“Is it desirable [for food] to be authentic? It depends on who you ask,” Kliman says. “Some people say ‘Yes.’ Others say, ‘It doesn’t matter as long as the food is delicious.’”

Bardia Ferdowski opened Bardia’s New Orleans Cafe in Adams Morgan 19 years ago. The Iranian immigrant spent more than a decade working in Louisiana restaurants while attending college.

“We love the food,” diner Don Wilson says on a recent afternoon. “Bardia spent so much time in Louisiana… and he brought it all up here for us.” Wilson mentions photographs hanging in the restaurant of Louisiana Senator Mary Landrieu, a frequent patron. “That tells you a lot.”

“The cross-pollination almost makes it better,” adds Martina Vandenberg, another customer.

Some find the mix appealing, but the appearance of inauthenticity can hurt a business. Some diners post Yelp reviews with warnings such as, “This is not authentic Creole cuisine.” Other Louisiana natives love it.

Take D.C.’s Ethiopian restaurant scene, which has grown over the past decade, resulting in mostly non-Ethiopian customers. “When it becomes a crossover hit, and becomes really popular with non-Ethiopians, it begins to look like an ‘inauthentic’ place” to some people, Kliman says.

Where’s the chef from?

Bardia Ferdowski came to Louisiana from Iran to attend college. He worked at Cajun restaurants for a decade before opening up his own in D.C. Bardia's New Orleans Cafe has been open in Adams Morgan for 19 years. Beignets are a popular dessert item at Bardia's New Orleans Cafe. Owner/chef Bardia Ferdowski says he creates them using his own recipe. Bardia Ferdowski takes empty plates from a couple dining in his Cajun restaurant. Ferdowski is an Iranian immigrant. Jose De Velasquez prepares a pizza at Moroni & Brothers. The Salvadoran immigrant spent years working at Pizzeria Paradiso before opening his own restaurant. Moroni & Brothers in Petworth has a menu that's half pizza, half Central American fare. Jeff Lindeblad eats a pizza with his two daughters at Moroni & Brothers. The Petworth resident typically orders pizza and quesadillas.

Ferdowski feels a special connection to Cajun food. He says the southern hospitality he experienced in Louisiana “was just like home.” And he’s heard it all — people have mistaken him for French, Creole and Russian.

“People are very curious because of my accent,” he says.

Unlike Bardia’s, with its Cajun-only menu, the owner/chef of Moroni & Brothers made his roots very clear: the menu is half pizza, half Central American fare. Salvadoran immigrant Jose De Velasquez worked at Pizzeria Paradiso for 15 years, leaving after he worked his way up to kitchen manager. He opened Moroni & Brothers four years ago in Petworth.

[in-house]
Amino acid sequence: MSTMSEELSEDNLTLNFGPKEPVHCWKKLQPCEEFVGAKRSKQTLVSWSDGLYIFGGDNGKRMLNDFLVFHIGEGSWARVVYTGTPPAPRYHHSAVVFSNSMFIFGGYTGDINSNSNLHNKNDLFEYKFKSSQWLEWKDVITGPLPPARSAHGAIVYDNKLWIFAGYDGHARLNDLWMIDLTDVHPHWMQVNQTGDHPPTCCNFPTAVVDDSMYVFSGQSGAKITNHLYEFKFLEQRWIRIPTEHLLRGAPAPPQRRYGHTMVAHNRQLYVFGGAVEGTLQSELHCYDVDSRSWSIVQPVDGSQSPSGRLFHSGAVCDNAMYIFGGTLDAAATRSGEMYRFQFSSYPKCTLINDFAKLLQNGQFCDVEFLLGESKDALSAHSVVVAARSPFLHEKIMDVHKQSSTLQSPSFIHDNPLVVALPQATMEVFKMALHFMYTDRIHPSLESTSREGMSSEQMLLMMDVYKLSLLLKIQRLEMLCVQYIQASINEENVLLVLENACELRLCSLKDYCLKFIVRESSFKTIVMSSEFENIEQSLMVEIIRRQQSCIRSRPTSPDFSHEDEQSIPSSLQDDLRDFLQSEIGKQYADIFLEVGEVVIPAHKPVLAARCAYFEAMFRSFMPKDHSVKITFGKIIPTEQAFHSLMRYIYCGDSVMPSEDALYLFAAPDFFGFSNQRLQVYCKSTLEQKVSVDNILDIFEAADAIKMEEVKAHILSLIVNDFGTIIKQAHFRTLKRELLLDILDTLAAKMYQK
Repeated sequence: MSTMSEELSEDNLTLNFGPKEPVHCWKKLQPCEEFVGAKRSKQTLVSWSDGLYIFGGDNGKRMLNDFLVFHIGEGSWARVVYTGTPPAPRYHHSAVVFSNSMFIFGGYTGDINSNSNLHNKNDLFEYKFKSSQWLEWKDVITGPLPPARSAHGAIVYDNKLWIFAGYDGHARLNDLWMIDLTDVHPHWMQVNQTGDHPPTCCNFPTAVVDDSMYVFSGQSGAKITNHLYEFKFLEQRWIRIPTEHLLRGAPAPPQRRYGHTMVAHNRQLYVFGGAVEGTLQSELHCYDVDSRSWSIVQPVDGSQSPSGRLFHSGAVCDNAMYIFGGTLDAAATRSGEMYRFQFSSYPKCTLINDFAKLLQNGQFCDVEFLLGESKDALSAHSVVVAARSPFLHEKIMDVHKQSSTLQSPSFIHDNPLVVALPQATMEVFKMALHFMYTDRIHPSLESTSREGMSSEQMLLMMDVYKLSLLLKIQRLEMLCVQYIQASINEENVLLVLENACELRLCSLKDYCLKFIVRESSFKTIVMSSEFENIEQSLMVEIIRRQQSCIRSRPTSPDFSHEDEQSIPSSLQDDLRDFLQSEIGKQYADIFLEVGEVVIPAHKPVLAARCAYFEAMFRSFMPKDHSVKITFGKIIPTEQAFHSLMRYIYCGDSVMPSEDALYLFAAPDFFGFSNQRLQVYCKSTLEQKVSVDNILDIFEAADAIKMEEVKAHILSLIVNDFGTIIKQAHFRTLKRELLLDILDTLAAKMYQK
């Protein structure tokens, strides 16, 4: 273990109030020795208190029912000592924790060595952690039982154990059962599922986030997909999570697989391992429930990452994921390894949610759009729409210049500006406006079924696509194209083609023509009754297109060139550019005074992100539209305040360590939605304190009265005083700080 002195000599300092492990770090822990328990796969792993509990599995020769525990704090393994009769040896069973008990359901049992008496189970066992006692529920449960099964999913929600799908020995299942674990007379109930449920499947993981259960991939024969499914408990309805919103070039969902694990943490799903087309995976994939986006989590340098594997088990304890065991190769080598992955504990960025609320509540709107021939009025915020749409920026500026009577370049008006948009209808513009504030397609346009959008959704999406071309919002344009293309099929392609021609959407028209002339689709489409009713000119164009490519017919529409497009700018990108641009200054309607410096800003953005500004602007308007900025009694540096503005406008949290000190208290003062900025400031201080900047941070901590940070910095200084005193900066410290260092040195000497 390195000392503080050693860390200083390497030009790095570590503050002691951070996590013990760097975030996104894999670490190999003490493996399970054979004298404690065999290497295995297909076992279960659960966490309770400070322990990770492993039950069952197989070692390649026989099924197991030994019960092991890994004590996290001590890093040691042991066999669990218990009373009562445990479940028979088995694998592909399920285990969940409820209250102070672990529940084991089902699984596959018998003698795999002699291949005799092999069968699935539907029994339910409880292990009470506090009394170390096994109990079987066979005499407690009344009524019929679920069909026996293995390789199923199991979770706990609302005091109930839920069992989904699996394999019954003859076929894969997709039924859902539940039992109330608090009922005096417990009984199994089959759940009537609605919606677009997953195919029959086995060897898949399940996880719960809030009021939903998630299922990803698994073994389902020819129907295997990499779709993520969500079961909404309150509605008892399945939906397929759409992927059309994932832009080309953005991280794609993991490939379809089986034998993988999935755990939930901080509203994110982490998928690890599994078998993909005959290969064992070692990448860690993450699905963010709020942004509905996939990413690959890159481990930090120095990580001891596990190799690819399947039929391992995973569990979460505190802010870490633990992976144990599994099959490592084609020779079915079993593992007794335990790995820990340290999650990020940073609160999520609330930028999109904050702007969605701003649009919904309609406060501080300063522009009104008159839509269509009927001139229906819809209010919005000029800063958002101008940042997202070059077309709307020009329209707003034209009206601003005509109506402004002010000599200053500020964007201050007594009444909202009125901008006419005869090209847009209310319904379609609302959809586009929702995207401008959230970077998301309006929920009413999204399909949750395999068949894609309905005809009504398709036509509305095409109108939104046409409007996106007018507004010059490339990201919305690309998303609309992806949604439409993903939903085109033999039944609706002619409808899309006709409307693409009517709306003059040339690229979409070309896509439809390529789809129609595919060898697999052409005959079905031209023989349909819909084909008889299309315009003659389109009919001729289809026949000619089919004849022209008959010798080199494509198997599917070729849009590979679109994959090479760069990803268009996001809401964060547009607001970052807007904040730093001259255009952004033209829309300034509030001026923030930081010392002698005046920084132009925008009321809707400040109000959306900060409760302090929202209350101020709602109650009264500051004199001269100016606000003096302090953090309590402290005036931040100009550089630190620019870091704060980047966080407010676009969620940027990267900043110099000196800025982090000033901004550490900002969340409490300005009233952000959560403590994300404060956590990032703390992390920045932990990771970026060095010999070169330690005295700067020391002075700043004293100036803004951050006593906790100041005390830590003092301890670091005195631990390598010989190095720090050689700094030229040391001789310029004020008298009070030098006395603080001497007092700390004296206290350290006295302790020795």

A wood-fire oven blazes in the back of the restaurant. Above it, a picture of De Velasquez making a pizza hangs on the wall, next to an ornament with “El Salvador” emblazoned on the front.

“The most important thing is to know how to combine the ingredients, and the dough recipe,” De Velasquez says in Spanish. “But we’re Salvadoran and we wanted something traditional. This is a good combination.”

At one table, a couple eats pupusas. At another, Jeff Lindeblad and his two daughters eat their usual meal: quesadillas and pizza. The menu “didn’t seem odd at all” on his first visit, Lindeblad says.

“Is it important to have someone from Italy make the pizza? No,” Lindeblad says. “And the pizza here is fantastic.”

Kitchen hierarchies

Moroni & Brothers is a classic example of how a kitchen worker can ascend heights to chef and restaurant owner. And the influx of Latinos in the area and in the service industry means Latinos are among those successfully climbing the ladder. Take Johnny Kabob, a Salvadoran-owned Persian restaurant in Germantown. The owner started out as a dishwasher in a Persian restaurant. Now, he has Iranians telling him his food reminds them of their mothers’ cooking.

“Most of the people doing the cooking in the kitchens, at least in this city and many big cities in the Northeast, they’re Latino,” Kliman says. “It’s one of these things where if you look at it from the outside, you’d say, ‘These people should get much more credit. They’re doing the hard work, the chef is there, a high profile chef who is getting a lot of credit.’ But the reality is the kitchen is [the chef's] vision, and that’s kind of the way it’s always been.”

It’s the same master-apprentice model that’s been practiced for hundreds of years, Kliman says. But even though the original masters may have shared a homeland with the cuisine they’re preparing, now a new crop of masters don’t have a country in common with the food they love and serve.

“If [the food] is good and it comes from the heart,” says Ferdowski, “that’s what matters.”